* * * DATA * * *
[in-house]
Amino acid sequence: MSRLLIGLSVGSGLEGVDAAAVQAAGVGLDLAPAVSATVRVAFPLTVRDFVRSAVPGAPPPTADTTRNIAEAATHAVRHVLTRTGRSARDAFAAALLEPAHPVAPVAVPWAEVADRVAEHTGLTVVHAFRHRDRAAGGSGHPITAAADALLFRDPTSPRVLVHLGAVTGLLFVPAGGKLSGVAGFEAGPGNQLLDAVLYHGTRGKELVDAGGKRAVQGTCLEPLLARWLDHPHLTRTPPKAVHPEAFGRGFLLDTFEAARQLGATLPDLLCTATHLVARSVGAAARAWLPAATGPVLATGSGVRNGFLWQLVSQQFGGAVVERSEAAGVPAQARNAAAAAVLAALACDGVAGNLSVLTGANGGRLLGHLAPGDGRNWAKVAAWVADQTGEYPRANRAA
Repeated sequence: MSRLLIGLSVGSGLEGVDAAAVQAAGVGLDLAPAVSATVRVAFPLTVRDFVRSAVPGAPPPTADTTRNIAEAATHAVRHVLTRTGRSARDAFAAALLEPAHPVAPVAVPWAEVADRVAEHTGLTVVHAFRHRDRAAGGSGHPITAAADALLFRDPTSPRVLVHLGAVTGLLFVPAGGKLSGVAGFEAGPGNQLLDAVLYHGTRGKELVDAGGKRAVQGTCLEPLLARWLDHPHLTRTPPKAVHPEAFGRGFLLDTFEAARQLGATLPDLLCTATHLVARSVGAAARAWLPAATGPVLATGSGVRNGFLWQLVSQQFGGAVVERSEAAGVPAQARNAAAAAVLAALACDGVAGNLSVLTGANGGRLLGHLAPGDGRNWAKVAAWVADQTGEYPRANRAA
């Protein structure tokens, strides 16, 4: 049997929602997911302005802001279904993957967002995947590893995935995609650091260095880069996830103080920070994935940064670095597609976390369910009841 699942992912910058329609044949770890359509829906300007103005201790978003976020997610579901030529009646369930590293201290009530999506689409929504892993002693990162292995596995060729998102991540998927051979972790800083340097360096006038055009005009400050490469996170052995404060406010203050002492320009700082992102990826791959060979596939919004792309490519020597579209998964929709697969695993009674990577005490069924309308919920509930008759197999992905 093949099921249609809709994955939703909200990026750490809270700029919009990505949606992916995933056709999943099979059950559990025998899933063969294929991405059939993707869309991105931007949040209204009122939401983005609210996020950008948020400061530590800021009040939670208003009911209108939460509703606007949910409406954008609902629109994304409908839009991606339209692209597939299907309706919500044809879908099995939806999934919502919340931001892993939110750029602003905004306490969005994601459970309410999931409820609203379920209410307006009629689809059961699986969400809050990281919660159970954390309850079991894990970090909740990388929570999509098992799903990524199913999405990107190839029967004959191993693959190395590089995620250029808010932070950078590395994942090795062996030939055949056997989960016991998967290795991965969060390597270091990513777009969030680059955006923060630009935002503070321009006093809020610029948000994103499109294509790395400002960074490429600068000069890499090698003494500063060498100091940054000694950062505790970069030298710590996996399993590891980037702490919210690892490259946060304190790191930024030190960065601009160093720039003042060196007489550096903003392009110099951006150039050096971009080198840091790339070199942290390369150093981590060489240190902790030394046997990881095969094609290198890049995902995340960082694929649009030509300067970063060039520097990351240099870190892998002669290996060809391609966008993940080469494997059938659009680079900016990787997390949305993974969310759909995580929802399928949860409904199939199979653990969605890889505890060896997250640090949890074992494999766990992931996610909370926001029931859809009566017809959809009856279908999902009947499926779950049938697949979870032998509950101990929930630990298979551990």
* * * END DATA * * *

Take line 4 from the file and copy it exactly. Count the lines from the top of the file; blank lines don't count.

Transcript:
């Protein structure tokens, strides 16, 4: 049997929602997911302005802001279904993957967002995947590893995935995609650091260095880069996830103080920070994935940064670095597609976390369910009841 699942992912910058329609044949770890359509829906300007103005201790978003976020997610579901030529009646369930590293201290009530999506689409929504892993002693990162292995596995060729998102991540998927051979972790800083340097360096006038055009005009400050490469996170052995404060406010203050002492320009700082992102990826791959060979596939919004792309490519020597579209998964929709697969695993009674990577005490069924309308919920509930008759197999992905 093949099921249609809709994955939703909200990026750490809270700029919009990505949606992916995933056709999943099979059950559990025998899933063969294929991405059939993707869309991105931007949040209204009122939401983005609210996020950008948020400061530590800021009040939670208003009911209108939460509703606007949910409406954008609902629109994304409908839009991606339209692209597939299907309706919500044809879908099995939806999934919502919340931001892993939110750029602003905004306490969005994601459970309410999931409820609203379920209410307006009629689809059961699986969400809050990281919660159970954390309850079991894990970090909740990388929570999509098992799903990524199913999405990107190839029967004959191993693959190395590089995620250029808010932070950078590395994942090795062996030939055949056997989960016991998967290795991965969060390597270091990513777009969030680059955006923060630009935002503070321009006093809020610029948000994103499109294509790395400002960074490429600068000069890499090698003494500063060498100091940054000694950062505790970069030298710590996996399993590891980037702490919210690892490259946060304190790191930024030190960065601009160093720039003042060196007489550096903003392009110099951006150039050096971009080198840091790339070199942290390369150093981590060489240190902790030394046997990881095969094609290198890049995902995340960082694929649009030509300067970063060039520097990351240099870190892998002669290996060809391609966008993940080469494997059938659009680079900016990787997390949305993974969310759909995580929802399928949860409904199939199979653990969605890889505890060896997250640090949890074992494999766990992931996610909370926001029931859809009566017809959809009856279908999902009947499926779950049938697949979870032998509950101990929930630990298979551990």